Those in the Occupy KC movement, struggling to stay relevant in a rapidly evolving political landscape, have decided to hold a march (of sorts) on December 30.
Traffic at and around Ninth and Main would, as a result, have to be shut down.
This shut-down would cost $4,100 to accomplish. The Occupiers are refusing to pay it. In fact, they can’t pay it. They only have a thousand bucks in the donation jar. The city, they say, should foot the bill for their anti-capitalist propaganda machine.
Claiming that they are being charged to express their free speech rights, they have requested what’s known as an “indigency waiver”.
But are they being charged to exercise their right to free speech? Absolutely not.
They are not just “speaking”. Their actions would require a major downtown intersection to be closed and traffic rerouted, as well as a number of police officers to secure the location and handle the ensuing traffic fiasco.
They have every right to “speak” in any part of the city, including the intersection of Ninth and Main, and they can. They have been. This is about actions, not words.
Freeloaders like this group of indigents are the reason that shoestring budgets are busting all levels of government across the country, and yet they somehow have the gall to demand the city pay for their disruptive behavior in addition to their handouts.
Offered a perfectly reasonable alternative – marching on the sidewalks for free instead of the streets for four grand – the protesters said “no”.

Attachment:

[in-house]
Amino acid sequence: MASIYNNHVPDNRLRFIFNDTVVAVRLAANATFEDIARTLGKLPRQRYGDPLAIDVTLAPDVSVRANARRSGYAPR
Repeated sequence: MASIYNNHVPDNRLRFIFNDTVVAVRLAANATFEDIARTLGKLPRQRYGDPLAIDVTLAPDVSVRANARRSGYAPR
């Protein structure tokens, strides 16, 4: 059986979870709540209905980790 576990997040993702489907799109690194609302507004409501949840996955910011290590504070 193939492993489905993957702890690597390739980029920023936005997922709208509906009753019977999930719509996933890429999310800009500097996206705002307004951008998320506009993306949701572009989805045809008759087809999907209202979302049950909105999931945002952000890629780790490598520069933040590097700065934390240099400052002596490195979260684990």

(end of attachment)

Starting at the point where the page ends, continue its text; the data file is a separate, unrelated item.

The Occupiers (not just here, but nationwide) have shown themselves to be nothing more than a bunch of children playing childish games, plain and simple.
Thankfully, Mayor Sly James also hit back with a “no”.
When the group argued their case – that they are working on a “shoestring budget” – James reminded them that the city is, too.
(Look no further than this year’s 1,500 water main breaks for proof.)
But the bigger question may lie with who these “Occupiers” really are. Story after story has come out shedding light on major issues surrounding their supposed “movement” such as drugs, prostitution, and the homeless.
So what is the Occupy KC movement even about anymore? Are they a political movement at all or are they just a random collection of Kansas City’s vagrants?
Sunday’s edition of the KC Star featured a letter to the editor titled “KC Homeless Camp?” that shed some light on the situation.
I went to the Occupy Kansas City site to take some things, and though I didn’t spend a lot of time there, I got the feeling that it was more of a homeless community pretending to be a political organization. There are a lot of tents, but the five people I saw — well, it didn’t seem like they would know what day it was. I just can’t tell if it is real or a scam.
Not exactly a ringing endorsement for the movement from someone who is apparently willing to help out.
The city needs to take a stand, here and now, and decide not to cave in to the demands of a minority of simple-minded anti-American socialists.
And if, in fact, their “encampment” is nothing more than a homeless camp where drugs and prostitutes are freely passed from tent to tent the city needs to step in and take drastic steps to fix the situation before it gets truly out of hand.